Sellotape selfies, or “sellofies,” have taken over Twitter — and if you couldn’t think of anything but The State, you’re probably seriously old.
Everyone is saying the #sellofies Sellotape selfie trend — in which users take pics with tape all over their faces — is weird, but it was totally just a redux of this skit from mumblety years ago:
So what is a sellotapefie?
It looks sort of like this:
Für die Selfiefans: GO! GO! GO! RT @MailOnline: This is what’s known as a ‘Sellotape Selfie’ https://t.co/QagE8oa4rq pic.twitter.com/R9LFvE5N6A
— Chris Lietze (@ChrisLietze) March 21, 2014
these sellotape selfies are the best thing i’ve ever seen pic.twitter.com/fhmhLPS7pT
— pringles (@fluorescentjess) March 20, 2014
Tape your face into something monstrous for the latest selfie trend: https://t.co/AOBQhOHo9u pic.twitter.com/hEybcKRs11
— The Daily Dot (@dailydot) March 20, 2014
All together now:
The selfie craze continues. Now people are covering their heads in sellotape… https://t.co/AwFxvrvhDx pic.twitter.com/7sVIfwVVCE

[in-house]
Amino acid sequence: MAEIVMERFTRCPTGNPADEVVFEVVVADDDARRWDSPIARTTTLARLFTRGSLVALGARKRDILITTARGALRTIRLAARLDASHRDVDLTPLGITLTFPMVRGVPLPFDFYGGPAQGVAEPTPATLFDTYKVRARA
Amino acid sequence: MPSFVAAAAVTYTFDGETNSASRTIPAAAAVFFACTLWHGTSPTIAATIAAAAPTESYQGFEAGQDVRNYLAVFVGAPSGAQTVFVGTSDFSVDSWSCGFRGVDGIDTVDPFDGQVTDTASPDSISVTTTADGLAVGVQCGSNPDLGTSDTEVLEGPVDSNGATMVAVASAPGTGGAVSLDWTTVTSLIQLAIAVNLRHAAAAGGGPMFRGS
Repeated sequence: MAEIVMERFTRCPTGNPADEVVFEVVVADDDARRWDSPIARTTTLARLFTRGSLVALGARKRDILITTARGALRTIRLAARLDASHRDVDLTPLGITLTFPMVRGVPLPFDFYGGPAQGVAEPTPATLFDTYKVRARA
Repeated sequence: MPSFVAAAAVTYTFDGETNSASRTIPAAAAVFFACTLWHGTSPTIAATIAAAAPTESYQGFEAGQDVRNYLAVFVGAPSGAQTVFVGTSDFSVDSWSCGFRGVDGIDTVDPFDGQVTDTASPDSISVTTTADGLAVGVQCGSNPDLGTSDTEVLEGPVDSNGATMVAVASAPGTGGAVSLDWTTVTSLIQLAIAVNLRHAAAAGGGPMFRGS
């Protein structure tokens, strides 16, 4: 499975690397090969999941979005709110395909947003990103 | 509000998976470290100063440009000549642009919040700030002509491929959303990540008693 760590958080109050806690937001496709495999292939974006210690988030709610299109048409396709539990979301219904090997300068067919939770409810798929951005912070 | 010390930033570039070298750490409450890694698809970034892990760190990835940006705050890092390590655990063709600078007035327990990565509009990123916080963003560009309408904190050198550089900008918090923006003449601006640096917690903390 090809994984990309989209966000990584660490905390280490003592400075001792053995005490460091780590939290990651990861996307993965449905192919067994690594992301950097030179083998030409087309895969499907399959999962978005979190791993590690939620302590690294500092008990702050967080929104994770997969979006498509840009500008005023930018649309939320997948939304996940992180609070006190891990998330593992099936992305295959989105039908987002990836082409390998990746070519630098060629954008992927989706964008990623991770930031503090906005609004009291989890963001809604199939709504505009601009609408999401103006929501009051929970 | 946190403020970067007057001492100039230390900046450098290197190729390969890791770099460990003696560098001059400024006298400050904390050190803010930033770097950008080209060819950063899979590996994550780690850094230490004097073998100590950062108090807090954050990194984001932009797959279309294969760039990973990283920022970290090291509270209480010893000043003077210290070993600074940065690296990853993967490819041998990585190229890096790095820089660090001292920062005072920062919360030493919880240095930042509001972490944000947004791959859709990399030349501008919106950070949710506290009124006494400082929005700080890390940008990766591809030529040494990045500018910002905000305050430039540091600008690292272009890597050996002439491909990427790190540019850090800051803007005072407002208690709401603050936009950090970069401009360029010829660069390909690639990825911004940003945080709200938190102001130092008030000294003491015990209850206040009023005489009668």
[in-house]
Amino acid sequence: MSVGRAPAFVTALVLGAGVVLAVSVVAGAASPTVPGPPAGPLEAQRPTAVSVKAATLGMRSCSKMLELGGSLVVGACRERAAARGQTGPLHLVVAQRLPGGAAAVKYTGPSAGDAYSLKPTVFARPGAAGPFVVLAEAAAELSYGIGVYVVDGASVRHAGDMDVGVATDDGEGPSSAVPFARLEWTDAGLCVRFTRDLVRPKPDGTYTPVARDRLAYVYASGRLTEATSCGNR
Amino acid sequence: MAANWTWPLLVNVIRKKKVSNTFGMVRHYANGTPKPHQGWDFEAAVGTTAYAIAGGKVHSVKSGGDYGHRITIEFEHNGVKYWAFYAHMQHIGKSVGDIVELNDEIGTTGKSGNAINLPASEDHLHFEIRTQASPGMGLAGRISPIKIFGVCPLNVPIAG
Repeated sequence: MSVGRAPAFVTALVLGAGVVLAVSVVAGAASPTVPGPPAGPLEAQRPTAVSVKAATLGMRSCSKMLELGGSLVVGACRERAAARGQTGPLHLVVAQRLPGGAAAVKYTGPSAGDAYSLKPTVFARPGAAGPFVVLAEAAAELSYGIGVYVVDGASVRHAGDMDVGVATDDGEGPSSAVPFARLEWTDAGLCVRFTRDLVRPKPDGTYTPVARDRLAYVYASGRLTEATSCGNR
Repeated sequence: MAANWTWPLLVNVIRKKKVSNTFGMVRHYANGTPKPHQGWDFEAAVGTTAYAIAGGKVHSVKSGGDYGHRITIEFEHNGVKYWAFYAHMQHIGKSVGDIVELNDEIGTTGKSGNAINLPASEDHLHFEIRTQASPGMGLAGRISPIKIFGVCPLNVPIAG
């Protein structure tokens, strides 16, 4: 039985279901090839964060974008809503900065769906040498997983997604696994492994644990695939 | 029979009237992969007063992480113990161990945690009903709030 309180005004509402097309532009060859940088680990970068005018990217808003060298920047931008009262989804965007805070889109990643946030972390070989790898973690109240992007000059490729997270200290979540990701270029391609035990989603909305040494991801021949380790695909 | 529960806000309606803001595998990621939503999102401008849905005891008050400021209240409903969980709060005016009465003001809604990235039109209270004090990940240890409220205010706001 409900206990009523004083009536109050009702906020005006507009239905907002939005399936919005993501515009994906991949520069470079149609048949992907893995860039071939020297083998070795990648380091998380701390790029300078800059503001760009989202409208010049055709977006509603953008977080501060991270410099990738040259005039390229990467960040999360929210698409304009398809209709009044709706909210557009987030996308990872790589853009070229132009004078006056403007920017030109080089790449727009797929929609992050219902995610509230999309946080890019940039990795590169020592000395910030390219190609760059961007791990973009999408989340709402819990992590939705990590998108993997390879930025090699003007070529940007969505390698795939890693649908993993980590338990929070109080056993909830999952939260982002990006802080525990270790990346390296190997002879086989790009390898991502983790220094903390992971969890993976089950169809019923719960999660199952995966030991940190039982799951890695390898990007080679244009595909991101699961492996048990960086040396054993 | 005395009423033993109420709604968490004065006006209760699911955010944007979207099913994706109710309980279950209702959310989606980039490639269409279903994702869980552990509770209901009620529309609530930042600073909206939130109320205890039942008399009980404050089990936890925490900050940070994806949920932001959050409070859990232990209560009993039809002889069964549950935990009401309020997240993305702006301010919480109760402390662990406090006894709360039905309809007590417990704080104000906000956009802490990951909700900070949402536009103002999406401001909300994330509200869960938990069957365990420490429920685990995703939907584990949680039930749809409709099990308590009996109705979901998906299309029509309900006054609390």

— Daily Mirror (@DailyMirror) March 20, 2014
The terminology is decidedly UK-centric, as the product is one you’d recognize in the US as “scotch tape” or “sticky tape” or just plain tape. Sellotape is the most common brand of this form of adhesive in the UK, hence the catchy portmanteau that doesn’t translate.
But if you’re old enough to remember MTV’s greatest sketch show, you know Sellotape selfies (or sellotapfies) pre-date the internet, and were something that everyone was doing back in 1992. Luckily, selfies were a lot harder to make back then, and no proof exists of most of these unflattering teenage shenanigans.